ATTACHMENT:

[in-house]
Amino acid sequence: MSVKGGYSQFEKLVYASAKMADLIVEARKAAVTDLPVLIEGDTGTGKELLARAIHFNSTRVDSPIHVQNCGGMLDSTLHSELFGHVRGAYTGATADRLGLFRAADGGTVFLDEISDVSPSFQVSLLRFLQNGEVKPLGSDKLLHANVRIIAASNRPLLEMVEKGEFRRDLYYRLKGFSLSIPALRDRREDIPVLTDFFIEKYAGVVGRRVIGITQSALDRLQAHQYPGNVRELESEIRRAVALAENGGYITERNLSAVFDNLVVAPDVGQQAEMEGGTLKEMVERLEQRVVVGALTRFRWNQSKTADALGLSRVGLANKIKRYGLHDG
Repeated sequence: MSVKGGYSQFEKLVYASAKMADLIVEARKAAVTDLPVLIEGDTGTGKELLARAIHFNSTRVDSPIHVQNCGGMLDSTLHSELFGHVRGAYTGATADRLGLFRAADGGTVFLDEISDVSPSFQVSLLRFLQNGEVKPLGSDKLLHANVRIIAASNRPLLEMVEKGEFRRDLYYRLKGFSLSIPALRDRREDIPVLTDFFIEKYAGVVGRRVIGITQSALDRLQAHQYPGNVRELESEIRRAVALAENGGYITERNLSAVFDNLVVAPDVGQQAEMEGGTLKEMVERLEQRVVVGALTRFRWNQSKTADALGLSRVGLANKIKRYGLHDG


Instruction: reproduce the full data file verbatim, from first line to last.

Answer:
[in-house]
Amino acid sequence: MSVKGGYSQFEKLVYASAKMADLIVEARKAAVTDLPVLIEGDTGTGKELLARAIHFNSTRVDSPIHVQNCGGMLDSTLHSELFGHVRGAYTGATADRLGLFRAADGGTVFLDEISDVSPSFQVSLLRFLQNGEVKPLGSDKLLHANVRIIAASNRPLLEMVEKGEFRRDLYYRLKGFSLSIPALRDRREDIPVLTDFFIEKYAGVVGRRVIGITQSALDRLQAHQYPGNVRELESEIRRAVALAENGGYITERNLSAVFDNLVVAPDVGQQAEMEGGTLKEMVERLEQRVVVGALTRFRWNQSKTADALGLSRVGLANKIKRYGLHDG
Repeated sequence: MSVKGGYSQFEKLVYASAKMADLIVEARKAAVTDLPVLIEGDTGTGKELLARAIHFNSTRVDSPIHVQNCGGMLDSTLHSELFGHVRGAYTGATADRLGLFRAADGGTVFLDEISDVSPSFQVSLLRFLQNGEVKPLGSDKLLHANVRIIAASNRPLLEMVEKGEFRRDLYYRLKGFSLSIPALRDRREDIPVLTDFFIEKYAGVVGRRVIGITQSALDRLQAHQYPGNVRELESEIRRAVALAENGGYITERNLSAVFDNLVVAPDVGQQAEMEGGTLKEMVERLEQRVVVGALTRFRWNQSKTADALGLSRVGLANKIKRYGLHDG